By Ted Rogers, chief marketing officer, Digital River
The coronavirus pandemic has irrevocably altered the retail landscape. While traditional channels may rebound to some extent, what’s true before COVID-19 is only more critical now: Moving forward, brands must offer customers diverse buying options. In order to build brand loyalty, own the customer experience, and control their destiny, both B2B and B2C brands need to build a strong direct-to-consumer e-commerce channel. Here are five tips for optimizing your company’s DTC strategy.
Seize the moment
As much pain as the pandemic has caused, it has also created an opportunity for companies to reexamine their e-commerce strategy. Now is the time to do the deeper analysis that’s necessary to improve and optimize the business, and most importantly, learn about your customer. In truth, you may not have much choice. With revenue from traditional channels down significantly for many brands, leaders need to find new and better ways to engage customers and drive sales.
Go to customers directly
In the scramble to shore up declining revenues and engage with new customers quickly, brands might consider pivoting to sell through major online retailers. A retailer can be a great channel to bring your products to market without having to create a fully developed e-commerce destination. However, the current need for these retailers to prioritize shipping essential goods has left many brands without a viable option to get their products to customers.
During the current pandemic and beyond, over-indexing on a third-party retailer means that your shopping experience, delivery process, and even the packaging are all controlled by another company. This means that customers form emotional connections with their brand, not yours. Being able to own that customer experience, control the buying journey, and gather crucial customer data to form new business insights are all reasons why a DTC e-commerce channel is critical for any brand selling in the market today.
Eliminate channel conflict through strategy
For some brands, channel conflict continues to be a concern. But with global e-commerce sales expected to reach $4.5 trillion in 2021, the opportunity presented by direct e-commerce justifies the need to move past that conflict. So, as long as you aren’t trying to undercut your retail partners and instead approach your e-commerce strategy as a level playing field, you can largely avoid disrupting important partnerships while capturing new market share.
Remember too that traditional channels will rebound eventually. The landscape may be altered significantly, but they will come back. If you leverage your DTC e-commerce channel effectively, you’ll gain valuable customer insights that will empower better shopping experiences through retail partner channels when they return. With omnichannel shopping experiences being the way of the future, the need to move past the fear of channel conflict is essential for long-term success. The truth is, a rising tide lifts all boats.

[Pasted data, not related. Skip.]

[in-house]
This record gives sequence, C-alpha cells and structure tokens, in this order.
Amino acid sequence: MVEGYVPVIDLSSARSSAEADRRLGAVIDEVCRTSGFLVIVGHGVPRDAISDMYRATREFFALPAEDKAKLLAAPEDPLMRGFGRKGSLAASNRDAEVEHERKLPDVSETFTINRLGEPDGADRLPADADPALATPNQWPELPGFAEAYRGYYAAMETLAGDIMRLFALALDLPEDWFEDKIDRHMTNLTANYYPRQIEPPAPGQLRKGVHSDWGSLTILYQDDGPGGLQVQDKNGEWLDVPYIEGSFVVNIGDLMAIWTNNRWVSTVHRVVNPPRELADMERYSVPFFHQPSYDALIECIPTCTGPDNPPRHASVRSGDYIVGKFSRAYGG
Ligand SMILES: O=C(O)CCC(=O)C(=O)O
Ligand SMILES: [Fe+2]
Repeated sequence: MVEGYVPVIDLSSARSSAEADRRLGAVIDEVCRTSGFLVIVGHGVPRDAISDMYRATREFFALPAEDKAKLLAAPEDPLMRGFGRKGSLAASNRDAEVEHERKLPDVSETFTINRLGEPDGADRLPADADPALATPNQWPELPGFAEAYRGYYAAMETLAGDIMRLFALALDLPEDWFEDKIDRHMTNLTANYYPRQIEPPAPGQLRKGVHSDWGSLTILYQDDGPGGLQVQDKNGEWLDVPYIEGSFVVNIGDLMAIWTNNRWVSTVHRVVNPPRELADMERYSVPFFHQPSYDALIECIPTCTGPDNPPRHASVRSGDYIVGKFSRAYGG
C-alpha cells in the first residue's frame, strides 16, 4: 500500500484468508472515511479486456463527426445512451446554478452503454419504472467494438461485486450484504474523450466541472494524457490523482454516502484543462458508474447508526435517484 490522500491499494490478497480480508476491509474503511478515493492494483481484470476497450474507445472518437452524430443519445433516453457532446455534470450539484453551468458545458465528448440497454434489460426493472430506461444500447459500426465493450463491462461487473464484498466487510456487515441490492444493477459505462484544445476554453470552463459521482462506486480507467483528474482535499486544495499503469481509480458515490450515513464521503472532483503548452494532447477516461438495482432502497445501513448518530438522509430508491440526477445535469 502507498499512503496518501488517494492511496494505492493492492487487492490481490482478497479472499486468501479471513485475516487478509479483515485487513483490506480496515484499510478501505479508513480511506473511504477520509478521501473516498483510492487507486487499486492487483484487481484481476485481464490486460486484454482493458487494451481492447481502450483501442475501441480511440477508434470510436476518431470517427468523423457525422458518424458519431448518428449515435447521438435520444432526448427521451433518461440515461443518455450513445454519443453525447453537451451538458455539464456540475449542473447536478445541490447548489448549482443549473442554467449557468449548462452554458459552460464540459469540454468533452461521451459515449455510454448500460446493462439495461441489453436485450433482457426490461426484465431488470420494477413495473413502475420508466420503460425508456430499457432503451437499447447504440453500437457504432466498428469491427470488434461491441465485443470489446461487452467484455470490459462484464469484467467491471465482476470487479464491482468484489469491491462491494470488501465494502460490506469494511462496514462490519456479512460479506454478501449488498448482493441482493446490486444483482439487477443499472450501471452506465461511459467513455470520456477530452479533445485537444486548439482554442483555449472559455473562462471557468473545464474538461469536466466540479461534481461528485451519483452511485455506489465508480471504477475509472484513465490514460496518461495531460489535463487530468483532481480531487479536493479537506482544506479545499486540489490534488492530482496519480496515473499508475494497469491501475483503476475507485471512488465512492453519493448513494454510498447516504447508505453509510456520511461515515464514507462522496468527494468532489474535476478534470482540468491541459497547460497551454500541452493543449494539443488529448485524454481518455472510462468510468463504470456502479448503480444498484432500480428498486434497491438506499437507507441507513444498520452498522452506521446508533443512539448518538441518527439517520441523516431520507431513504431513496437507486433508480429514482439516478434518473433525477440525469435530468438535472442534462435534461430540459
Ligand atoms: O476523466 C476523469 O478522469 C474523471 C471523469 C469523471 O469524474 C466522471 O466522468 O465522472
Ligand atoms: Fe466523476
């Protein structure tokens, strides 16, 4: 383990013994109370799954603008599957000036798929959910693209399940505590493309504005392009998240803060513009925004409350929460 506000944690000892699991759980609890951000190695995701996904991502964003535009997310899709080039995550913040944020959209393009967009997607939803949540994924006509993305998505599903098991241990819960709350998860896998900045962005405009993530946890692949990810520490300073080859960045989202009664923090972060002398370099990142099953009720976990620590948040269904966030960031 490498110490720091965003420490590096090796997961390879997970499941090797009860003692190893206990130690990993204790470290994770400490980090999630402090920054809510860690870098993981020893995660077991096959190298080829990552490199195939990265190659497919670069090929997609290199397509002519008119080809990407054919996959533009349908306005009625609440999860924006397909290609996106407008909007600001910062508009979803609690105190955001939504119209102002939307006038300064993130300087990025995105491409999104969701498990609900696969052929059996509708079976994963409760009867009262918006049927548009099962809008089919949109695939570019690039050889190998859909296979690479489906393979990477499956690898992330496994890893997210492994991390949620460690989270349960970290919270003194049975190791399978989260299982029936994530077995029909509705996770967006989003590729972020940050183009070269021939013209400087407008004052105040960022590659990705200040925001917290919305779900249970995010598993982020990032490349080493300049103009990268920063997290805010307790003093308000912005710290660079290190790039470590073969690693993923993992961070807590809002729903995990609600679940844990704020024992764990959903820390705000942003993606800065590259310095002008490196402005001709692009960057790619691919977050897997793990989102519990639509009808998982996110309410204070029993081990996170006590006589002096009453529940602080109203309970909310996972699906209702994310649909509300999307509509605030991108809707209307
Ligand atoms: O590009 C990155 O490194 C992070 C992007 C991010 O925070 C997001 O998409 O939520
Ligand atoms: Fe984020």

Focus on what you do well
The best way to execute a successful DTC e-commerce strategy is to concentrate on the areas of your business where you do exceedingly well so you can continue to deliver on your brand promise. You likely have expertise in customer-facing experiences like product positioning, pricing, merchandising, and customer experience. But you may not have as much proficiency in back-office processes like fulfillment, payment processing, regulatory compliance, and tax remittance, especially if you’re selling on a global scale. Trying to do everything for your new DTC channel will likely lead to inefficiency, make upgrade paths more difficult, and ultimately slow down your time to market. Choosing reliable partners that have expertise in their space will help you go to market faster.
Optimize back-office processes
Speaking of back-office processes, these operations are just as crucial as your e-commerce store UX when it comes to providing outstanding customer experiences. They can also be extremely complex, especially for brands that are new to DTC. For example, transitioning from selling products on wholesale pallets to a single item SKU basis presents a big challenge for accounting and shipping departments. In order to account for economies of scale and compete with major online retailers, brands need to involve in-house accounting, finance, and logistics personnel early in the channel strategy development process. Their buy-in is critical as you look for ways to deliver exceptional customer experiences in your DTC channel.
For brands, a lack of control over the buyer journey can lead to business disruptions. In today’s competitive market — one that’s been rocked by COVID-19 — such disruptions can be fatal if not approached strategically. Use the current business environment as an opportunity to reassess your e-commerce strategy and build a robust DTC channel. This is the best way to position your company for success now and into the future.
As part of its Uncertainty into Opportunity series, Digital River and its sponsors are hosting a live virtual event on June 17, Know your audience and uncover new opportunities: How to market your online store.
Register here to learn more about improving your brand’s e-commerce strategy.
This post was created by Digital River with Insider Studios.
Direct to consumer